Moments ago a member of the Obama administration made a stunning admission, when for the first time ever, Deputy National Security Adviser For Strategic Communications Ben Rhodes, admitted revealed on the record that the Saudis were the original source of funding for Al Qaeda: "A lot of the money, the seed money if you will, for what became Al Qaeda, came out of Saudi Arabia."
The simple answer is — and the courts have ruled — that they can and it’s legal. They claim that it is part of free speech and that the responsibility is on the public to be informed as to whether the information is true or not. Therein lies the problem. The American public has been lulled into watching the evening news and thinking they are being informed. They aren’t. They’re being manipulated.
While much of the blame for the failed Doha agreement (which impacted the price of oil for about 12 hours before another squeeze pushed both Brent and WTI back to unchanged for the day), a new allegations has emerged, this time from the Venezuela oil minister Del Pino who, after saying that he is disappointed with the Doha results (but why - oil is basically unchanged) accused none other than the US for sabotaging the Doha deal, saying that the US acted to block the Doha oil production freeze accord.
Obama Sends More Troops To Iraq; Authorizes Use Of Apache Helicopters; Gives $415 Million To Local ArmySubmitted by Tyler Durden on 04/18/2016 11:54 -0400
Back in 2014 Obama promised that as part of the US war against ISIS, there would be "no ground troops in Iraq." Moments ago U.S. Defense Secretary Ash Carter gave the latest confirmation that Obama was not being exactly "honest", when during a visit to Baghdad in which he met U.S. commanders, Iraqi Prime Minister Haider al-Abadi, and Iraqi Defence Minister Khaled al-Obeidi, he announced that the US would send another 200 additional troops, raising the number of U.S. troops in Iraq to about 4,100.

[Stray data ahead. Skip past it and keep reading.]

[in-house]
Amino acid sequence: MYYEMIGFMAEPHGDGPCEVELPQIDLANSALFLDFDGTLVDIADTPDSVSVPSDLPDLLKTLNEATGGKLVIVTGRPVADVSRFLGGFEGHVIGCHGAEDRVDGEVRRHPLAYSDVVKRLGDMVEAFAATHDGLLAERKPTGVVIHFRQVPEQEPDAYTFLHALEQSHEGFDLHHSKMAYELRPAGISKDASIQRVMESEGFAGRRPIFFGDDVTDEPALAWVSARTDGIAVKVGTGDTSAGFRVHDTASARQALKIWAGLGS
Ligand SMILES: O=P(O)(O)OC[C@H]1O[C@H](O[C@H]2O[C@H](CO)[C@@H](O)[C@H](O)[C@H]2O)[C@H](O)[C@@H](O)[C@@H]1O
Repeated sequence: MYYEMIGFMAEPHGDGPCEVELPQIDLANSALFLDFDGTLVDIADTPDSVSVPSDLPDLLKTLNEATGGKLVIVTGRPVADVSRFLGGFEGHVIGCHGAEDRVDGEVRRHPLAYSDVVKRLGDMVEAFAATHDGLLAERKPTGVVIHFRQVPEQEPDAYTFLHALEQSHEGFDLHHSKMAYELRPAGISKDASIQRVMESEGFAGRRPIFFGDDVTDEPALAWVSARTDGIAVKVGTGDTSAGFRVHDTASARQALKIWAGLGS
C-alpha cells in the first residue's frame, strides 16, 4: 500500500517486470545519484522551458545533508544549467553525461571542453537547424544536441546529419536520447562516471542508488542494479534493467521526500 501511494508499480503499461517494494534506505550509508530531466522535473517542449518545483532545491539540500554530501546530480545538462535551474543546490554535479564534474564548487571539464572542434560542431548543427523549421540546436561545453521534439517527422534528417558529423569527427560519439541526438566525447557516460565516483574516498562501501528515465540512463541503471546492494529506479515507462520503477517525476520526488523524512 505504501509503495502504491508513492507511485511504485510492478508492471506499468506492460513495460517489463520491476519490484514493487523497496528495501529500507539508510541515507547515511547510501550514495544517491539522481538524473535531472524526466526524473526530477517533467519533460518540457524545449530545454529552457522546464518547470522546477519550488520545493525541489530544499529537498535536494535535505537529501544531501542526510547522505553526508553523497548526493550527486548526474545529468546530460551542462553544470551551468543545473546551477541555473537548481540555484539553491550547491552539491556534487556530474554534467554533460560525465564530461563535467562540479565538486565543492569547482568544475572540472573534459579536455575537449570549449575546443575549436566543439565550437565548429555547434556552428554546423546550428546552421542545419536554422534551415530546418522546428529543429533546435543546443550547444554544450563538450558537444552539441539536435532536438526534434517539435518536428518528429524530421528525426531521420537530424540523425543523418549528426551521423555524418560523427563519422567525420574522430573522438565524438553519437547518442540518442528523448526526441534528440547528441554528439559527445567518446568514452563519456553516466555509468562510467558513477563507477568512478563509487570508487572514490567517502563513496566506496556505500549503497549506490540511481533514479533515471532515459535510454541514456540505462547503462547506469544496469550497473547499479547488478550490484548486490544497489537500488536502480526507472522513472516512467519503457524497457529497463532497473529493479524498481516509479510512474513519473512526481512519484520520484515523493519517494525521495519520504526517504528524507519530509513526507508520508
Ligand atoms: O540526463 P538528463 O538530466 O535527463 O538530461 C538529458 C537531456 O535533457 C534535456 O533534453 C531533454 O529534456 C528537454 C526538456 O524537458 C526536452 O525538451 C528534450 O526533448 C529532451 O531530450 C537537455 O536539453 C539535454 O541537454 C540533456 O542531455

Hillary Clinton recently blasted the hidden financial dealings exposed in the Panama Papers, but she and her husband have multiple connections with people who have used the besieged law firm Mossack Fonseca to establish offshore entities.
Russia Frustrated After Doha Breakdown: "How Can Iran Be The Reason For Failure When It Wasn't Even Here?"Submitted by Tyler Durden on 04/18/2016 07:43 -0400
Russian Energy Minister Alexander Novak spoke to Russian media following the conclusion of the talks, and it was evident he was quite frustrated. Mr. Novak explained that the 11 OPEC states and seven outsiders present during the meeting had spent two months drafting an agreement that would cap oil production at January levels in an effort to stabilize oil prices, and it was all undone by the fact that Saudi Arabia, Qatar, UAE, and "predominantly other Gulf States" insisted that Iran be included in the deal (Iran did not attend the talks).
- Crude's Losses Drag Ruble, Loonie Lower; Stocks Pare Their Drop (BBG)
- Grand Oil Bargain Is Victim of Saudi Arabia's Iran Fixation (BBG)
- Both Parties’ Presidential Front-Runners Increasingly Unpopular (WSJ)
- It's up to you, New York: state takes center stage in election campaign (Reuters)
- Rousseff Hangs by a Thread After Losing Impeachment Vote (BBG)
- China March home prices rise at fastest rate in two years, top cities boom (Reuters)